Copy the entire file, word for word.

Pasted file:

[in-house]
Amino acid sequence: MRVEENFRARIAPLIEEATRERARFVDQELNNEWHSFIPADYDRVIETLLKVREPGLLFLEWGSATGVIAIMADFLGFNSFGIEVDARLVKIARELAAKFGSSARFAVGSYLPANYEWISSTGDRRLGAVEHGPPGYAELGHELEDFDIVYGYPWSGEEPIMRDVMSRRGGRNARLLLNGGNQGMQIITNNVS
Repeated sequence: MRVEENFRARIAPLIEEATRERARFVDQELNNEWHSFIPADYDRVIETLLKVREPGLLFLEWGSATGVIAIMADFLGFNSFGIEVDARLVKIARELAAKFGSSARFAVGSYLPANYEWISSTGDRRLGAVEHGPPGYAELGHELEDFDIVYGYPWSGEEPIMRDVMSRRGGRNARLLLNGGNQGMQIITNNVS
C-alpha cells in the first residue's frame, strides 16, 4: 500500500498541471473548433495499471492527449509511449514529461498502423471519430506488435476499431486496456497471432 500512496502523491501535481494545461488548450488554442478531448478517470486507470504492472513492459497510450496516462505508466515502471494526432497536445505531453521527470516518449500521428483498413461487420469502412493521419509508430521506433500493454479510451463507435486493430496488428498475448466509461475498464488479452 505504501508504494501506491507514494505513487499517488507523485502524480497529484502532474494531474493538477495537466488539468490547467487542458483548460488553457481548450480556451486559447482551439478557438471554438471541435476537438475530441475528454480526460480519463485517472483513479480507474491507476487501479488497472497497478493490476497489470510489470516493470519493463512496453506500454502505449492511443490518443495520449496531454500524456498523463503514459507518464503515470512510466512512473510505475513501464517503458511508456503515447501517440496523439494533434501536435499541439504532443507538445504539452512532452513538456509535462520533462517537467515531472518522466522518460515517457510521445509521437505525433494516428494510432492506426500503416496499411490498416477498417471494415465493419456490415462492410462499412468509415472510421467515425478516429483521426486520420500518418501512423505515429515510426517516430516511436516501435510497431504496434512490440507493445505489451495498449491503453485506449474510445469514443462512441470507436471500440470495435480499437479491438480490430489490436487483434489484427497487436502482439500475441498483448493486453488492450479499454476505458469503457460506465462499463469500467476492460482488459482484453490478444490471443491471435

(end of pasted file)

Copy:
[in-house]
Amino acid sequence: MRVEENFRARIAPLIEEATRERARFVDQELNNEWHSFIPADYDRVIETLLKVREPGLLFLEWGSATGVIAIMADFLGFNSFGIEVDARLVKIARELAAKFGSSARFAVGSYLPANYEWISSTGDRRLGAVEHGPPGYAELGHELEDFDIVYGYPWSGEEPIMRDVMSRRGGRNARLLLNGGNQGMQIITNNVS
Repeated sequence: MRVEENFRARIAPLIEEATRERARFVDQELNNEWHSFIPADYDRVIETLLKVREPGLLFLEWGSATGVIAIMADFLGFNSFGIEVDARLVKIARELAAKFGSSARFAVGSYLPANYEWISSTGDRRLGAVEHGPPGYAELGHELEDFDIVYGYPWSGEEPIMRDVMSRRGGRNARLLLNGGNQGMQIITNNVS
C-alpha cells in the first residue's frame, strides 16, 4: 500500500498541471473548433495499471492527449509511449514529461498502423471519430506488435476499431486496456497471432 500512496502523491501535481494545461488548450488554442478531448478517470486507470504492472513492459497510450496516462505508466515502471494526432497536445505531453521527470516518449500521428483498413461487420469502412493521419509508430521506433500493454479510451463507435486493430496488428498475448466509461475498464488479452 505504501508504494501506491507514494505513487499517488507523485502524480497529484502532474494531474493538477495537466488539468490547467487542458483548460488553457481548450480556451486559447482551439478557438471554438471541435476537438475530441475528454480526460480519463485517472483513479480507474491507476487501479488497472497497478493490476497489470510489470516493470519493463512496453506500454502505449492511443490518443495520449496531454500524456498523463503514459507518464503515470512510466512512473510505475513501464517503458511508456503515447501517440496523439494533434501536435499541439504532443507538445504539452512532452513538456509535462520533462517537467515531472518522466522518460515517457510521445509521437505525433494516428494510432492506426500503416496499411490498416477498417471494415465493419456490415462492410462499412468509415472510421467515425478516429483521426486520420500518418501512423505515429515510426517516430516511436516501435510497431504496434512490440507493445505489451495498449491503453485506449474510445469514443462512441470507436471500440470495435480499437479491438480490430489490436487483434489484427497487436502482439500475441498483448493486453488492450479499454476505458469503457460506465462499463469500467476492460482488459482484453490478444490471443491471435